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Malay diabetes have 'higher heart attack risk' (The Sunday Times, 9/11/2014)

 

By Salma Khalik

 

A Malay diabetic is far more likely to suffer
a heart attack, stroke or kidney failure
than an Indian or Chinese with diabetes.
This finding from a decade-long
study of 2,337 diabetic patients by the
clinical research unit at Khoo Teck Puat
Hospital (KTPH), was revealed yesterday
at a forum held by health-care group Alexandra
Health System, which runs
KTPH.
Patients in the study, who have had
the disease for about 12 years, were recruited
between 2002 and 2011, with a
mean follow-up period of 4.5 years.
The study found that Malay patients
were four to eight times more likely to
get a heart attack or stroke than the average
Singaporean with no diabetes.
An Indian patient is slightly better
off, with a risk that is 3.5 to 7.5 times
higher, while a Chinese with diabetes
has two to four times the risk.
The risk depends on one’s gender,
age and ability to control blood sugar
levels, among other things.
Associate Professor Lim Su Chi, director
of the unit, said heart attacks and
strokes are the main causes of illness
and premature deaths among diabetics
– even more so than kidney failure.
The team also found that Malay patients
face a higher risk because they are
more likely to suffer from diabetic kidney
disease – which in the long term
would lead to kidney failure and the
need for dialysis.
The risk to Indians comes from their
having high blood pressure or high cholesterol
levels – both risk factors for cardiovascular
disease.
Because of this underlying problem,
Malays with diabetes are also four times
as likely as Indian patients to suffer
from kidney failure.
Chinese diabetics have twice the risk
of kidney failure compared to Indians,
but half that of Malays.
Prof Lim said the early detection and
treatment of kidney problems could
help Malay patients prevent kidney failure,
heart attacks or stroke.
The team also noticed that Indians
appeared to get diabetes at a younger
age. On average, Indians become diabetic
at 44, compared with Malays (46) and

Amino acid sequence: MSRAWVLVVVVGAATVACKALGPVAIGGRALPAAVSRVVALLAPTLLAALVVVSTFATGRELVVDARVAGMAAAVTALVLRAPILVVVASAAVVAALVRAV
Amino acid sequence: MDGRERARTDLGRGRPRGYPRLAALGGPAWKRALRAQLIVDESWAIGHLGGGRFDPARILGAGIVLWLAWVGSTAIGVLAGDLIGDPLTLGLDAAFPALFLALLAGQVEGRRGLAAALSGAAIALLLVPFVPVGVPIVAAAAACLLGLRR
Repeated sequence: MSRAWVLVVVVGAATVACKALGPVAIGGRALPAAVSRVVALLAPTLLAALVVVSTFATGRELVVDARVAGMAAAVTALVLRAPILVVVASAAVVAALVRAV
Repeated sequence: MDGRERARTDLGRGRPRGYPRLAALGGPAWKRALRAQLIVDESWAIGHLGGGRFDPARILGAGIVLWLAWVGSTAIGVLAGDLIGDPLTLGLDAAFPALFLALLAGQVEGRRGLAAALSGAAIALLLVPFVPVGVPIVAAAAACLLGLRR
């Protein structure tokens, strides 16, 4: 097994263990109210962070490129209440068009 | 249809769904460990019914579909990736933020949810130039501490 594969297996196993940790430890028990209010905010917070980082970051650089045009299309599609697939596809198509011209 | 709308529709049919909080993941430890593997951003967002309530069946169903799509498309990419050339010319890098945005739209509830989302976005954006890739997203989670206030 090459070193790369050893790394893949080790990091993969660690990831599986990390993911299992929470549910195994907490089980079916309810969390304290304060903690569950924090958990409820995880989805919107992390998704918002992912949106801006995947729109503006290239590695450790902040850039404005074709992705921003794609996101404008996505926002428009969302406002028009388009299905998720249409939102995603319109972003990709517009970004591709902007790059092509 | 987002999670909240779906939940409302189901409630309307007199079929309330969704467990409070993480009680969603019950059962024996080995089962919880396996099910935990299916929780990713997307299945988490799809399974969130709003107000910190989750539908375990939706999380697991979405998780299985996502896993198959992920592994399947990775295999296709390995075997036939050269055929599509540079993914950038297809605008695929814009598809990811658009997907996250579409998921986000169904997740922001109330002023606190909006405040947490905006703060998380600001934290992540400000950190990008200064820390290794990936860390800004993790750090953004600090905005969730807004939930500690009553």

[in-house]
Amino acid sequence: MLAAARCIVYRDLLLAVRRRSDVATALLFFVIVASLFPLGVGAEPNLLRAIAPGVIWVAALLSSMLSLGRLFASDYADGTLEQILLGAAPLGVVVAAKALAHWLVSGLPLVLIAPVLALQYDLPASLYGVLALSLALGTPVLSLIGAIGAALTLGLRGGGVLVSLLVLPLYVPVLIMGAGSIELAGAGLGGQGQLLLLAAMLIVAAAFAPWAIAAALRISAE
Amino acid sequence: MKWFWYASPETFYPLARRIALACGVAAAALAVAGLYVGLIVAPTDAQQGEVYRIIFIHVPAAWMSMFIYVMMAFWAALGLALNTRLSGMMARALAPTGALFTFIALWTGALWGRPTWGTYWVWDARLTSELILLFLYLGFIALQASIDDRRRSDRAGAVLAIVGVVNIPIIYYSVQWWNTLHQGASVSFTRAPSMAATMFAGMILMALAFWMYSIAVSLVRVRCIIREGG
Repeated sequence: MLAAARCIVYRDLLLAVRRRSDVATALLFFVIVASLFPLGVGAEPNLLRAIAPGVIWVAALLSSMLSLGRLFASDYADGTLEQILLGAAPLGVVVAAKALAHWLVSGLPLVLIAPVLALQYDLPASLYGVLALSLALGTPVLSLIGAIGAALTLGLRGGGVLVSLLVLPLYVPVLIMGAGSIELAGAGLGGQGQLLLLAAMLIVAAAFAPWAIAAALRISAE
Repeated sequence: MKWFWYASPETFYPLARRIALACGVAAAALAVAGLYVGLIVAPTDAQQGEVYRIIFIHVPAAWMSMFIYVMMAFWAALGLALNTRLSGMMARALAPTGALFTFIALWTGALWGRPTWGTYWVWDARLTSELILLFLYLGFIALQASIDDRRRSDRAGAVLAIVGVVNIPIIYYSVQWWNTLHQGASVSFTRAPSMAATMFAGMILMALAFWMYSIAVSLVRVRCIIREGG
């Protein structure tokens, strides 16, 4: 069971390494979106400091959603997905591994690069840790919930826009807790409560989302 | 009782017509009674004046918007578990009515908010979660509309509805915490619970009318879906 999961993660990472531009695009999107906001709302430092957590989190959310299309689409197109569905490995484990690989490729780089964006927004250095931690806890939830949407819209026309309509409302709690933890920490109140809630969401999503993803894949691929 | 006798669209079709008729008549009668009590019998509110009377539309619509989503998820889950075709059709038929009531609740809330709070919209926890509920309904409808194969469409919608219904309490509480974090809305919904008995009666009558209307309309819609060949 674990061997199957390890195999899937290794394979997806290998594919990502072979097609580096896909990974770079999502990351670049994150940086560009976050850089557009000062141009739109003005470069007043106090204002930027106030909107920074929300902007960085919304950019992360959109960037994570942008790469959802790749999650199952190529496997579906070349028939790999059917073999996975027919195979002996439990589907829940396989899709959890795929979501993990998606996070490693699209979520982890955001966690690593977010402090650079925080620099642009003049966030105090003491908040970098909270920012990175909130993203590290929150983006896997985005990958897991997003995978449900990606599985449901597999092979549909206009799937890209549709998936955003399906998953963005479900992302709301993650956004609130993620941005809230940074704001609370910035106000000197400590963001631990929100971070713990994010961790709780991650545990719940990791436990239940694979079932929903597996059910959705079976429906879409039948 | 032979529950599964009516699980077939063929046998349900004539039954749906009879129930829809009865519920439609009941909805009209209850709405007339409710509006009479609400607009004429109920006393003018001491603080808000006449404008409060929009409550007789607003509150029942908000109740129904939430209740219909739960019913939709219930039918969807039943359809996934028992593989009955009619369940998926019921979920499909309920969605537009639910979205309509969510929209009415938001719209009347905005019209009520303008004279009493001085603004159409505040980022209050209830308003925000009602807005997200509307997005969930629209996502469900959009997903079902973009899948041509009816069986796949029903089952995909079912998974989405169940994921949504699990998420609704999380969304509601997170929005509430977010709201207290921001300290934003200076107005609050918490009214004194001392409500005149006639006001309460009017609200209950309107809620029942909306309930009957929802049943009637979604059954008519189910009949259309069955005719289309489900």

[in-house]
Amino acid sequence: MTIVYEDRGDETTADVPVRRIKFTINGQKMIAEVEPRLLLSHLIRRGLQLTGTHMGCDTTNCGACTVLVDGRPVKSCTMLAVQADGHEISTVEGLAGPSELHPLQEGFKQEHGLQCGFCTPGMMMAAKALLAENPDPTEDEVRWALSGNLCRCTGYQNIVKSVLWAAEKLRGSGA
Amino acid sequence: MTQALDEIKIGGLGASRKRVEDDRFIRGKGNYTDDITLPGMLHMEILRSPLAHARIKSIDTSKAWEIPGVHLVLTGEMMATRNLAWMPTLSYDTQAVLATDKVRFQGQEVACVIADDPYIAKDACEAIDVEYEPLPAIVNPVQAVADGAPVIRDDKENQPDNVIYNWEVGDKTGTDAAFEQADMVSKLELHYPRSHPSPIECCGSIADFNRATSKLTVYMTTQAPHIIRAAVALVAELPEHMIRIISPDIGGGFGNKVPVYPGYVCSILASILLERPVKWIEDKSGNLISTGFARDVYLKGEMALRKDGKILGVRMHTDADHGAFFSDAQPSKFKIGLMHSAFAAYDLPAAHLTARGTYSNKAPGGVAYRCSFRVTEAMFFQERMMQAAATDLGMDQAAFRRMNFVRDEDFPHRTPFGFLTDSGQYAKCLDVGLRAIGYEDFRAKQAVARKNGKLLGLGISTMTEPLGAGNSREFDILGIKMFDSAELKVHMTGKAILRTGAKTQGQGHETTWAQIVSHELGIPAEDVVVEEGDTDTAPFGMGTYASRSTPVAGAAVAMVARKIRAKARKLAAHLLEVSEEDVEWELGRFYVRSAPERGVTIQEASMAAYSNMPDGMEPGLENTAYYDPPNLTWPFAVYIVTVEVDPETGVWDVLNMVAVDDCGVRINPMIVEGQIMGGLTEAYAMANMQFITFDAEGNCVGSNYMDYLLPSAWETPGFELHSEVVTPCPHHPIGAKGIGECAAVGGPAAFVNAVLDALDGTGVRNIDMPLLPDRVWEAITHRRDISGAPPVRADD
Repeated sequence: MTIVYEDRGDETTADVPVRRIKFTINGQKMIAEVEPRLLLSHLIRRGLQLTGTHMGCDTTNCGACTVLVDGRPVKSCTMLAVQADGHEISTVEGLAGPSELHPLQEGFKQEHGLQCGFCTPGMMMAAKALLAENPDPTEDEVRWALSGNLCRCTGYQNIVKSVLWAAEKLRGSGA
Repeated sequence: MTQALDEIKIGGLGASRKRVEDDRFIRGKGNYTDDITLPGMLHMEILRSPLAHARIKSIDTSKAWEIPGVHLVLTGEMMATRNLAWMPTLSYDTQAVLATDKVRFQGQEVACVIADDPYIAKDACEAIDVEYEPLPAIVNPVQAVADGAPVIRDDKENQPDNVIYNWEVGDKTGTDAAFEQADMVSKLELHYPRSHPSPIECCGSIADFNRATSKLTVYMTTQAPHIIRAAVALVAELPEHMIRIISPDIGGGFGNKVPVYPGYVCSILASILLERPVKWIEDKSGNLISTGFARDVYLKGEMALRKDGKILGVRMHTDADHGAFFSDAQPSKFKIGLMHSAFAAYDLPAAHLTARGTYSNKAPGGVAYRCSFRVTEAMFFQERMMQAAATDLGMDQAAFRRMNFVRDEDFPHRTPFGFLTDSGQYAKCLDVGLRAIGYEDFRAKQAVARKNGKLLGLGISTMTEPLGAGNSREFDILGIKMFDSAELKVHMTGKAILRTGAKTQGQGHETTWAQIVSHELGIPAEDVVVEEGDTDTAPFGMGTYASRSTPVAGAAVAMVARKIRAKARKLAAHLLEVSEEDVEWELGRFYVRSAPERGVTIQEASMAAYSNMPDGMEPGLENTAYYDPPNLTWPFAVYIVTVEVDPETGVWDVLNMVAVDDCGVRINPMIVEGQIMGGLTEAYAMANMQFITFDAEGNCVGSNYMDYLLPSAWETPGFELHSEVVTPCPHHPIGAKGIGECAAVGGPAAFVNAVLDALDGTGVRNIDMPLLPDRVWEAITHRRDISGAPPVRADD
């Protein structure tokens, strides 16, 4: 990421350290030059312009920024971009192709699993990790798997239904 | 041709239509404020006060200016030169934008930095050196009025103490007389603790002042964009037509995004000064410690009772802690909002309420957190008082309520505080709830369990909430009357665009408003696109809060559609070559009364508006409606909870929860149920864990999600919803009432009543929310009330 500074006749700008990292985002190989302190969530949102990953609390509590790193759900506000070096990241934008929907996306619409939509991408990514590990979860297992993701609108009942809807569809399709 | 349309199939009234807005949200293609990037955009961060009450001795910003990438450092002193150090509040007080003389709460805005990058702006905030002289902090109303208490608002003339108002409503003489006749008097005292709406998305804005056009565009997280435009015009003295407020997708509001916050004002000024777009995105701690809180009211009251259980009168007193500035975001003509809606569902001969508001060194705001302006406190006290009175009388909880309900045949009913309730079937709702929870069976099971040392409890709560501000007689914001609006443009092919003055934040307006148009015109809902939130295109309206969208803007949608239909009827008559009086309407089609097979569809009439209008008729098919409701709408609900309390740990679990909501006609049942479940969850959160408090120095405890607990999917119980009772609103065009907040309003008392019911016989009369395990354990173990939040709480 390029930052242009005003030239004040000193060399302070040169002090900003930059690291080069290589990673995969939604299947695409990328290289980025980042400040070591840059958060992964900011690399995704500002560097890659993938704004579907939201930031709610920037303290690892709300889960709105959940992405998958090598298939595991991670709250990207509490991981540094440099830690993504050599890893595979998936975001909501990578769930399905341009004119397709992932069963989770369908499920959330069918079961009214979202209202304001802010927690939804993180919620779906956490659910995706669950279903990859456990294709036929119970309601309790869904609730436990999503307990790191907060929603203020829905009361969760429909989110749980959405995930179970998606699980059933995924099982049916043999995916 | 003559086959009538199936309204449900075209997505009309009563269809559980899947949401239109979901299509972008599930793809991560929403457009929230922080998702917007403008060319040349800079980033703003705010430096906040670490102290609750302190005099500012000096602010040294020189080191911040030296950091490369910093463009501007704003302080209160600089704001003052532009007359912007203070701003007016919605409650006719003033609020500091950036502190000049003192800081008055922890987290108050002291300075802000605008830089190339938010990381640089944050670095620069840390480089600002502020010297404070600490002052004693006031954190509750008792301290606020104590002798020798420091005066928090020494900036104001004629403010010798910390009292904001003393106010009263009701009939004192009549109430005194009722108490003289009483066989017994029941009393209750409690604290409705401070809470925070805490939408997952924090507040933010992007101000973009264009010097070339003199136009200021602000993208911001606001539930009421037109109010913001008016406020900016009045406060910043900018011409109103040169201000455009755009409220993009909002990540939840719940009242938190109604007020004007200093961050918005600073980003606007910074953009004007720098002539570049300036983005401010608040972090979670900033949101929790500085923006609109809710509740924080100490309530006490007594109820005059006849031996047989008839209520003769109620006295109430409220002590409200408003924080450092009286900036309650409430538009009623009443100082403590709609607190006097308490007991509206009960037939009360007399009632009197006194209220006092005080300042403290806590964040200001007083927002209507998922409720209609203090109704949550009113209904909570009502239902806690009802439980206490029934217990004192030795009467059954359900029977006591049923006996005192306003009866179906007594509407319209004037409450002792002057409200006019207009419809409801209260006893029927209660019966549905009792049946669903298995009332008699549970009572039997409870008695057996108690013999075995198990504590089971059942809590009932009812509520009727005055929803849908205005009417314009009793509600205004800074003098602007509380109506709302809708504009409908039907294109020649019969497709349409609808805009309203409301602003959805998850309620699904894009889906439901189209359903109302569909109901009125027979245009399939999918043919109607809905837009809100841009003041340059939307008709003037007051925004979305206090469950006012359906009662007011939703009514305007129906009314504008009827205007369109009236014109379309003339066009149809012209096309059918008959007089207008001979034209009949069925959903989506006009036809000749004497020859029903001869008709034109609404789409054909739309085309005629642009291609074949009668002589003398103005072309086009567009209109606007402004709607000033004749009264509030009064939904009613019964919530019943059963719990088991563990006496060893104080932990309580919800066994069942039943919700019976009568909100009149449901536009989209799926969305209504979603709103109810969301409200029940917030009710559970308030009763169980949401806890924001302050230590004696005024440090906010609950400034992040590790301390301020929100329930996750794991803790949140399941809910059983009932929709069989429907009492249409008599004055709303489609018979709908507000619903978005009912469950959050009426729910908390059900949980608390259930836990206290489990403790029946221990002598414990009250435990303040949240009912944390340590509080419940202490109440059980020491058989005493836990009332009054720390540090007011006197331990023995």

Chinese (48).
Prof Lim added that all diabetics can
help prevent heart attacks, stroke and
kidney failure with lifestyle changes
that include not smoking, and “intensive
control” of blood pressure, cholesterol
and blood sugar levels.

 

A Malay diabetic is far more likely to suffer a heart attack, stroke or kidney failure than an Indian or Chinese with diabetes.

This finding from a decade-long study of 2,337 diabetic patients by the clinical research unit at Khoo Teck Puat Hospital (KTPH), was revealed yesterday at a forum held by health-care group Alexandra Health System, which runs KTPH.

Patients in the study, who have had the disease for about 12 years, were recruited between 2002 and 2011, with a mean follow-up period of 4.5 years.

The study found that Malay patients were four to eight times more likely to get a heart attack or stroke than the average Singaporean with no diabetes.

An Indian patient is slightly better off, with a risk that is 3.5 to 7.5 times higher, while a Chinese with diabetes has two to four times the risk.

The risk depends on one’s gender, age and ability to control blood sugar levels, among other things.

Associate Professor Lim Su Chi, director of the unit, said heart attacks and strokes are the main causes of illness and premature deaths among diabetics – even more so than kidney failure.

The team also found that Malay patients face a higher risk because they are more likely to suffer from diabetic kidney disease – which in the long term would lead to kidney failure and the need for dialysis.

The risk to Indians comes from their having high blood pressure or high cholesterol levels – both risk factors for cardiovascular disease.

Because of this underlying problem, Malays with diabetes are also four times as likely as Indian patients to suffer from kidney failure.

Chinese diabetics have twice the riskof kidney failure compared to Indians, but half that of Malays.

Prof Lim said the early detection and treatment of kidney problems could help Malay patients prevent kidney failure, heart attacks or stroke.

The team also noticed that Indians appeared to get diabetes at a younger age. On average, Indians become diabetic at 44, compared with Malays (46) andChinese (48).

Prof Lim added that all diabetics can help prevent heart attacks, stroke and kidney failure with lifestyle changes that include not smoking, and "intensive control” of blood pressure, cholesterol and blood sugar levels.


Email: salma@sph.com.sg

Source: The Sunday Times © Singapore Press Holdings Limited. Reproduced with permission.